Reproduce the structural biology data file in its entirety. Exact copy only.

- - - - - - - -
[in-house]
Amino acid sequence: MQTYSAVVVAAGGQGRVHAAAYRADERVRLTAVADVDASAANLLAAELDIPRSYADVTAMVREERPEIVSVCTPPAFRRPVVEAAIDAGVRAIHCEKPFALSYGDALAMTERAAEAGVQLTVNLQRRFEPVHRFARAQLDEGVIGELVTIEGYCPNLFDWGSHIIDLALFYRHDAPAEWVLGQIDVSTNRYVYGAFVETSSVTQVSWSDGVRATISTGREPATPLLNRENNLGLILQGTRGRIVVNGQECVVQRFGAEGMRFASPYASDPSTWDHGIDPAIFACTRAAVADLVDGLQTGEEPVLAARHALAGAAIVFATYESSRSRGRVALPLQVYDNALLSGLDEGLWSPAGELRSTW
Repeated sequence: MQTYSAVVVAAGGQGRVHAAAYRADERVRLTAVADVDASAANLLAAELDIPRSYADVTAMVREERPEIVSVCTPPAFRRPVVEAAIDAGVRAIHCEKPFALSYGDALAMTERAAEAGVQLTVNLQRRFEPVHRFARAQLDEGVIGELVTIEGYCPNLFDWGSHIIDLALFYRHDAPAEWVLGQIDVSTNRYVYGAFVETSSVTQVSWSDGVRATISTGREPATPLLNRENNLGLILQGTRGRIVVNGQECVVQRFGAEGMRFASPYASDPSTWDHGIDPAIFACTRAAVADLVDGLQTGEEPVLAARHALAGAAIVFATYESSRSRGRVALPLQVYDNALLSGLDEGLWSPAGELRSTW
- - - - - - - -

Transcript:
[in-house]
Amino acid sequence: MQTYSAVVVAAGGQGRVHAAAYRADERVRLTAVADVDASAANLLAAELDIPRSYADVTAMVREERPEIVSVCTPPAFRRPVVEAAIDAGVRAIHCEKPFALSYGDALAMTERAAEAGVQLTVNLQRRFEPVHRFARAQLDEGVIGELVTIEGYCPNLFDWGSHIIDLALFYRHDAPAEWVLGQIDVSTNRYVYGAFVETSSVTQVSWSDGVRATISTGREPATPLLNRENNLGLILQGTRGRIVVNGQECVVQRFGAEGMRFASPYASDPSTWDHGIDPAIFACTRAAVADLVDGLQTGEEPVLAARHALAGAAIVFATYESSRSRGRVALPLQVYDNALLSGLDEGLWSPAGELRSTW
Repeated sequence: MQTYSAVVVAAGGQGRVHAAAYRADERVRLTAVADVDASAANLLAAELDIPRSYADVTAMVREERPEIVSVCTPPAFRRPVVEAAIDAGVRAIHCEKPFALSYGDALAMTERAAEAGVQLTVNLQRRFEPVHRFARAQLDEGVIGELVTIEGYCPNLFDWGSHIIDLALFYRHDAPAEWVLGQIDVSTNRYVYGAFVETSSVTQVSWSDGVRATISTGREPATPLLNRENNLGLILQGTRGRIVVNGQECVVQRFGAEGMRFASPYASDPSTWDHGIDPAIFACTRAAVADLVDGLQTGEEPVLAARHALAGAAIVFATYESSRSRGRVALPLQVYDNALLSGLDEGLWSPAGELRSTW